Black walnut’s status as a premium hardwood hasn’t changed as buyers continue to favor the wood’s rich dark color and highly figured appearance for custom furniture and cabinetry. But it’s not currently a huge mover at the retail level, due to its high price and rather limited supply, according to hardwood dealers interviewed by Woodshop News.
The market has been strong for the last few years, but a shortage of really big logs (around 14’) and demand for thick slabs (12/4) has contributed to slower sales recently.
“Part of the problem is that the price went up and then there was an oversupply so the market price dropped and a lot of the people that have the logs bought them at the old price,” says Louis Irion, owner of Irion Lumber in Wellsboro, Pa. “Walnut’s the type of log that you don’t have to cut right away and it will age OK as opposed to other logs such as maple or ash, so a lot of our suppliers are holding off cutting walnut to see if the market equalizes.”
Black walnut (Juglans negra) typically grows as scattered individual trees or in small groups throughout the central and eastern parts of the United States, according to the U.S. Forest Service. Its natural range extends from western Vermont to the Midwest, Texas and Florida. The species is currently threatened in some locations by thousand cankers disease, a result of the combined activity of a fungus and the walnut twig beetle. Information on the disease and resources for finding local quarantines can be found at www.thousandcankers.com.
Live-edge walnut, where the bark has been removed but the edges haven’t been machined straight, continues to sell well, dealers say.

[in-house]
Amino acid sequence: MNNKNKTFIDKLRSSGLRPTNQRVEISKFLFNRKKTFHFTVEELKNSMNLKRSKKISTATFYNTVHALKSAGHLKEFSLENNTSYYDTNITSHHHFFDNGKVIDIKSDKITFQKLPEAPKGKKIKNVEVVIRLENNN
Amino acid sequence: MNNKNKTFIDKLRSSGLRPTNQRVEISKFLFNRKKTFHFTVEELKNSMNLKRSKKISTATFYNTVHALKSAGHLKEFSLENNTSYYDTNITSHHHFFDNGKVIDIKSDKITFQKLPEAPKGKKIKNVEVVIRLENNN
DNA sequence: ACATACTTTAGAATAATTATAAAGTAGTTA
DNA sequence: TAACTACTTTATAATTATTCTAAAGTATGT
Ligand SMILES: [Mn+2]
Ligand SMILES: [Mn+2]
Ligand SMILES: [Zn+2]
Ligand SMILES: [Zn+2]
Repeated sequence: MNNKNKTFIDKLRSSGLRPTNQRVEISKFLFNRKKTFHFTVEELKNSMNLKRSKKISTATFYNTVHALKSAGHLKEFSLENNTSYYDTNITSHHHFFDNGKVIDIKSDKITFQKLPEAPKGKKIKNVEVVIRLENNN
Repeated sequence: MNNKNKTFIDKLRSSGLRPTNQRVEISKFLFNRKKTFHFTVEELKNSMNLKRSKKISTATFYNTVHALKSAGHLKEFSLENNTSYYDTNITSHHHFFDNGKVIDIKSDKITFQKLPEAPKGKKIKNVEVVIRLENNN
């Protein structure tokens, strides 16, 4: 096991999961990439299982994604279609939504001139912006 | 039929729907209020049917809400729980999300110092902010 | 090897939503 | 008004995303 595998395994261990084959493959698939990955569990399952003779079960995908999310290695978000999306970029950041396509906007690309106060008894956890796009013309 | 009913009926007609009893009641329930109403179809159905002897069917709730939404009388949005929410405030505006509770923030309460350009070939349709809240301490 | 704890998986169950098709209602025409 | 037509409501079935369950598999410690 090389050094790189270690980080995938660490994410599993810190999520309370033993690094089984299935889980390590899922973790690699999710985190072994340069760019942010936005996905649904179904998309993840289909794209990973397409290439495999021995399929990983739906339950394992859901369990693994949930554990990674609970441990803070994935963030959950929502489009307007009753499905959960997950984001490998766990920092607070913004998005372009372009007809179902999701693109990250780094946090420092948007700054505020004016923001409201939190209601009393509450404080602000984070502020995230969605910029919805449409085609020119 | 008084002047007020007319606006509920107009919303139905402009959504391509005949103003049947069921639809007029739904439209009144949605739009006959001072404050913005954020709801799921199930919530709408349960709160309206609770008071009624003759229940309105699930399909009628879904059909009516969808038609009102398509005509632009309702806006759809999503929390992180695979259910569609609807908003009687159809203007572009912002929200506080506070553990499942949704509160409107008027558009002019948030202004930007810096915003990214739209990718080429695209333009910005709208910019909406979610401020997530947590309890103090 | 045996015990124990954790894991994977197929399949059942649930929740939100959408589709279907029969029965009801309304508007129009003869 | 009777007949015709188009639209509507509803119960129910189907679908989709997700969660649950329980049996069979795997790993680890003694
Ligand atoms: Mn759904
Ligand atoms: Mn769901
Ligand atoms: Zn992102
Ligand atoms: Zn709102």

“We sell a lot of live-edge walnut slabs and some that I mill into flooring as well,” says Jeff Hanna of Keystone Vintage Lumber in Lebanon, Pa. “It seems like year to year there are trends where people are either into a lighter or a darker color, but walnut always seems to be fairly popular and, personally, it’s my favorite species.
“What’s becoming more popular with walnut is people really seem to like the contrast between the dark heartwood and the light sapwood, so they are incorporating that into furniture like desktops and things like that.”
Clint Dillon of Steve Wall Lumber in Mayodan, N.C., says walnut sales have remained pretty steady, mostly for furniture-making purposes.
“It seems everyone is still on the kick for the naturally dark wood. Our live-edge walnut sales have stayed pretty high too for dining tables and countertops and things like that. We see a lot of people wanting live edge because it has that little bit of sapwood by the edge and it creates a really pretty contrast.”
Retail quotes for 4/4 select grades of walnut ranged from $6.50 to $8.50/bf.
This article originally appeared in the November 2015 issue.